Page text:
Are retirement accounts separate property in Indiana divorces?

On Behalf of | Dec 1, 2022 | Property Division

Your retirement savings will have to pay your living expenses for decades when you have no other source of income. You may have contributed thousands of dollars annually to your retirement savings account to prepare for the future. Often, those in well-compensated careers may have retirement benefits offered through their employers, such as matching deposits or annual retirement account contributions based on their job performance.

Your retirement savings may feel like the only protection you have for your future. You may also feel a sense of attachment to those savings because they represent years of hard work. Will your retirement savings be your separate property in an Indiana divorce?

The name on the account doesn’t make it a separate asset

People frequently think that property and accounts held only in one spouse’s name will be separate property in the event of a divorce. Given that your retirement account is partially an employment-related job benefit, you might think that the Indiana courts would treat it as separate property in your divorce so that you won’t have to share it with your spouse.

However, when you earned the income that funded the account is what matters the most. While you may have started the account and made deposits into it before your marriage, the amounts added to the account during the marriage will likely be marital property that you have to divide. After all, your marital income is marital property that both of you share.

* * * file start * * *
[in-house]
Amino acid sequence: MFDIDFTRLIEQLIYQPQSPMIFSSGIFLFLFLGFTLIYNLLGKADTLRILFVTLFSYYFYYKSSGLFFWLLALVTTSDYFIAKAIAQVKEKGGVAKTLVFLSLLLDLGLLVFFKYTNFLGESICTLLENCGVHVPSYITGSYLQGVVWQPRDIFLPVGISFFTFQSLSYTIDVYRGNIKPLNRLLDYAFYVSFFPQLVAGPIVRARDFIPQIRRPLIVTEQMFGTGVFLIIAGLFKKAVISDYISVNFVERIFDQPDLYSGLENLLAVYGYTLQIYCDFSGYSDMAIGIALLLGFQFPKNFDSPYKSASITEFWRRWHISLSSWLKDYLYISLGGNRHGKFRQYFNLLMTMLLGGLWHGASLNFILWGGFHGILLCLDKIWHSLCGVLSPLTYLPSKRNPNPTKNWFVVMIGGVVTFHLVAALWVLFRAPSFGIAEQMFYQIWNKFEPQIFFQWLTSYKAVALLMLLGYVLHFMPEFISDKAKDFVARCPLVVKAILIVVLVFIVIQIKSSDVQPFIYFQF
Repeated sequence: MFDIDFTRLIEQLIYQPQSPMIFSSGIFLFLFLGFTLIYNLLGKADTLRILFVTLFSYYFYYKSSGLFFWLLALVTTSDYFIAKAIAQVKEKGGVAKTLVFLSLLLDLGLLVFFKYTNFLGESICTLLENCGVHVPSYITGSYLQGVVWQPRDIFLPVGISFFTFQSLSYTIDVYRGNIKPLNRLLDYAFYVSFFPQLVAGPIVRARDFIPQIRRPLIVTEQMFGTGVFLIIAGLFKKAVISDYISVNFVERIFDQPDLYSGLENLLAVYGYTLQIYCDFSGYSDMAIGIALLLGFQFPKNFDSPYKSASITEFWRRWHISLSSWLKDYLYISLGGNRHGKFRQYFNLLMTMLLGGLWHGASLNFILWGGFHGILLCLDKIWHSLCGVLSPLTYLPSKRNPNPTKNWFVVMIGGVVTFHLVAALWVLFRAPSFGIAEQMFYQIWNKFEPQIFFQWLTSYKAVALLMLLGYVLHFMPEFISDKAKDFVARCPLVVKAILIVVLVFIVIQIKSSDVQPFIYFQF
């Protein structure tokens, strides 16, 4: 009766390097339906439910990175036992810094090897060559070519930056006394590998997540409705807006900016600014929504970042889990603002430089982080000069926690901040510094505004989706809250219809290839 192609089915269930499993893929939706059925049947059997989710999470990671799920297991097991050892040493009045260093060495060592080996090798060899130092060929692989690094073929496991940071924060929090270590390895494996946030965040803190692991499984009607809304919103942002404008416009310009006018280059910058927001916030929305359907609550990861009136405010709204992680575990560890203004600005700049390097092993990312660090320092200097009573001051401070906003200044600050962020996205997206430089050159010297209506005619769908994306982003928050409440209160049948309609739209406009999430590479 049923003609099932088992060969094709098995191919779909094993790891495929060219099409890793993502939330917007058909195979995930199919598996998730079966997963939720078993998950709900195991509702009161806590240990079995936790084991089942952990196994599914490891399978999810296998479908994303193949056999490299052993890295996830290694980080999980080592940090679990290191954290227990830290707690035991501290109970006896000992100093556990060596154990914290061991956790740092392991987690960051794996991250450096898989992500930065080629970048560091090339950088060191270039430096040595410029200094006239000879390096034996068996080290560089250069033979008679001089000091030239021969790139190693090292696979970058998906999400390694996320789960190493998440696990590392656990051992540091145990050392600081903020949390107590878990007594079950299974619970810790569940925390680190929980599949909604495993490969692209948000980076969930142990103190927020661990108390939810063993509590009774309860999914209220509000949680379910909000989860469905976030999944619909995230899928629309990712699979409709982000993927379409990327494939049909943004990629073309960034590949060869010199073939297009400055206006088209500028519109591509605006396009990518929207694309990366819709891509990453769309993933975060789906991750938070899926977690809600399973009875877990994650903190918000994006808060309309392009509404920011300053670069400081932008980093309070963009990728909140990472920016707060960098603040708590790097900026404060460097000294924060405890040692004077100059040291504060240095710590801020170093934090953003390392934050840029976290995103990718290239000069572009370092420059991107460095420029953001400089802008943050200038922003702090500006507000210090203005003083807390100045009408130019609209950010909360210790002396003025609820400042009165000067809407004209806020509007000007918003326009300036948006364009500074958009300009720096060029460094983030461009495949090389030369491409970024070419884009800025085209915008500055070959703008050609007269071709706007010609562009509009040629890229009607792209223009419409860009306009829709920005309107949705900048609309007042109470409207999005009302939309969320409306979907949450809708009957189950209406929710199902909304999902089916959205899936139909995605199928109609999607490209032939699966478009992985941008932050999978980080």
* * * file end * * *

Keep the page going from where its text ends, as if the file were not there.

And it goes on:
Although your spouse never directly contributed anything to the retirement savings that you have, they can still claim some of what you have accrued in your divorce proceedings.

How can you protect your retirement savings?

If a judge orders you to divide your retirement savings account in an Indiana divorce, having a lawyer draft a qualified domestic relations order (QDRO) will protect you from the fees and penalties that often diminish retirement savings after an early withdrawal from the account.

On the other hand, you could potentially negotiate a property division settlement with your spouse that allows you to retain sole ownership of the retirement account in consideration of other assets that they want to keep in the divorce. Identifying what property you have to share and what you can protect for yourself will lead to a more effective divorce strategy.

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